Additional Resources for Supporting Muslim Students
The links below represent just a few examples of the numerous publicly available resources on this topic. The resources were identified by technical assistance centers which receive funding from the U.S. Department of Education. The listing of these resources below should not be construed or interpreted as an endorsement by the U.S. Department of Education of any private organization or business listed herein. To recommend additional resources, email email@example.com.
- Helping Educators and Counselors Prevent Bullying of America’s Muslim Youth | National Center on Safe Supportive Learning Environments (NCSSLE): Presents a webinar that aims to inform educators and counselors on what Islam is and the vulnerabilities that American Muslims face in the nation’s schools and communities. The webinar also includes strategies and best practices for preventing bullying and Islamophobia in schools.
- Supporting Students, Staff, Families, and Communities Impacted by Anti-Islamic Hate | National Center on Safe Supportive Learning Environments (NCSSLE): Lists websites and free resources aimed at helping support youth, families, schools, and communities impacted by anti-Islamic hate.
- Dismantling Islamophobia: Provides six tips on how to combat anti-Muslim bullying in schools.
- Guide to Supporting Muslim Students: Provides resources on celebrating and uplifting Muslim students as well as countering Islamophobia in schools.
- Talking with your Children about Islamophobia and Hate-Based Violence: Discusses Islamophobia and hate-based violence against Muslims with children. This fact sheet highlights, for parents and caregivers, strategies that can be used to facilitate effective conversations, age-specific guidelines, and actions families and communities can take before an event occurs.
- StopBullying.gov: StopBullying.gov provides information from various government agencies on what bullying is, what cyberbullying is, who is at risk, and how you can prevent and respond to bullying.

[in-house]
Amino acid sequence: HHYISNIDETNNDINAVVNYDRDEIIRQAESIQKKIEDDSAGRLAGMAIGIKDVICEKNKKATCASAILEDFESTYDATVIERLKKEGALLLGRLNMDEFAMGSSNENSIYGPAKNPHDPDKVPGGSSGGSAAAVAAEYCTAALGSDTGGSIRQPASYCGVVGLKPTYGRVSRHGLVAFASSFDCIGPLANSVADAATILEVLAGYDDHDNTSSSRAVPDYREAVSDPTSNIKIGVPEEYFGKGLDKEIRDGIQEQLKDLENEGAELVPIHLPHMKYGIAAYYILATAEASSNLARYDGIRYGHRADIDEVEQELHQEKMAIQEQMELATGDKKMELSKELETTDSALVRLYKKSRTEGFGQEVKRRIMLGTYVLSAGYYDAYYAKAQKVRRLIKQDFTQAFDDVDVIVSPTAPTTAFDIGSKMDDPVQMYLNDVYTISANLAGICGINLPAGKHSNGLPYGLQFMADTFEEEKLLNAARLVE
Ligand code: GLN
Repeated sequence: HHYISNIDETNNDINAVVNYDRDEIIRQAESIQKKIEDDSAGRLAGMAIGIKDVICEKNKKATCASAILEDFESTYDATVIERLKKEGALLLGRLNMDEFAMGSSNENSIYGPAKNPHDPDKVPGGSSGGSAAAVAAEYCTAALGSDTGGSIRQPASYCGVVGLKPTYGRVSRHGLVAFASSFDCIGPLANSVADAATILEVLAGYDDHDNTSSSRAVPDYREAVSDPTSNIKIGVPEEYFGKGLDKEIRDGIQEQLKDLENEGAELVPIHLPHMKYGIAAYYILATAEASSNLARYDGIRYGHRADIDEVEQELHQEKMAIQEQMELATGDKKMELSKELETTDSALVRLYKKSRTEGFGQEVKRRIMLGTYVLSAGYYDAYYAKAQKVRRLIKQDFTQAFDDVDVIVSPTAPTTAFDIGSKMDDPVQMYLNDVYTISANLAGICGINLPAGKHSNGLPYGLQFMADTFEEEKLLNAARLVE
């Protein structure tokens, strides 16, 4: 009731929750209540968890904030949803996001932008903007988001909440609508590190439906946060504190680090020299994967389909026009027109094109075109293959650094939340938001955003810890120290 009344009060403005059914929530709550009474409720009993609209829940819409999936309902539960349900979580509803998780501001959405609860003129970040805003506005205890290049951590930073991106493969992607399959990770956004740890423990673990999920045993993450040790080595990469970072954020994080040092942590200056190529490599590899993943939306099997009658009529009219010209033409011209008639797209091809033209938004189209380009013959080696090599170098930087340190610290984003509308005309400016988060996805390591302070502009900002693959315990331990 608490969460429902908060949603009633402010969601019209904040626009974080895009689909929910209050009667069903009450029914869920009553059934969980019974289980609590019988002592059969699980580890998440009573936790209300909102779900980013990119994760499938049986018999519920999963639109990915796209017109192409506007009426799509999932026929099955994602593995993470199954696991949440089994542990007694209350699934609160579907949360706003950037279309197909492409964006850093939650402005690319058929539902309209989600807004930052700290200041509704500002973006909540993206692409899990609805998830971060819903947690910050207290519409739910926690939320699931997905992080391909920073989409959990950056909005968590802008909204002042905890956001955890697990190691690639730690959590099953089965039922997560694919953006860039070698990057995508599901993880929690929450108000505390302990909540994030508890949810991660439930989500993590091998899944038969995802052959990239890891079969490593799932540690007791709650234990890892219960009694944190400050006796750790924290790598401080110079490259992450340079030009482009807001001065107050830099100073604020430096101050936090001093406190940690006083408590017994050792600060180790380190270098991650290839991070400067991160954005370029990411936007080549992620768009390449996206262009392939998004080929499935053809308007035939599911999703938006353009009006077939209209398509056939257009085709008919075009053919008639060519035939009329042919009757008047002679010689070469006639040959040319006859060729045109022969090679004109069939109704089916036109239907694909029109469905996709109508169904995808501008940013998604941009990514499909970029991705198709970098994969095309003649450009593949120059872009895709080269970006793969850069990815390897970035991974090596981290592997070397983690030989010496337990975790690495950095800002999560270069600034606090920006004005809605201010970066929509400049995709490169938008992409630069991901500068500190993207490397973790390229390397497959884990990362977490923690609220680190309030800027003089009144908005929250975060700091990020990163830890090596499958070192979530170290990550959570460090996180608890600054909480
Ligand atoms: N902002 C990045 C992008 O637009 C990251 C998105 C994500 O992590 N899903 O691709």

- How to Talk to Your Child About the News | National Center on Safe Supportive Learning Environments (NCSSLE) (ed.gov): Describes how youth exposure to upsetting events in the news (e.g., terrorist attacks, mass shootings) can increase worries about personal and family safety and shares various ways parents can talk with kids to allay fears.
- Preventing Youth Hate Crimes & Identity-Based Bullying Initiative Webinar Series: Introduction to Youth Hate Crimes and Hate Groups (recording): The first in a 12-webinar series as part of The Juvenile Justice and Delinquency Prevention’s Preventing Youth Hate Crimes & Identity-Based Bullying Initiative. Webinar presenters provided an understanding of hate crimes and hate groups (signs and symbols of hate groups, recruitment, definitions); identified the differences between bullying, harassment, and hate crimes; discussed how to identify and report hate crimes in school; and highlighted restorative justice solutions and prevention efforts.
- Muslim group releases bullying survey, gives recommendations: AP News, May 2021: More than 60% of Muslim youths surveyed in Massachusetts reported being mocked, verbally harassed or physically abused because of their Islamic faith, the state’s chapter of Council on American-Islamic Relations said in a report.
- Protecting Our Muslim Youth from Bullying: the Role of the Educator: Important anti-bias and bullying prevention strategies that teachers can use to address anti-Muslim sentiment.
Note: The Center for Faith-based and Neighborhood Partnerships’ website contains links to other websites and news articles. These links represent just a few examples of the numerous reference materials currently available to the public. The opinions expressed in any articles or webpages do not necessarily reflect the positions or policies of the U.S. Department of Education or the Center for Faith-based and Neighborhood Partnerships. The inclusion of resources should not be construed or interpreted as an endorsement by the U.S. Department of Education or the Center for Faith-based and Neighborhood Partnerships of any private organization or business listed herein.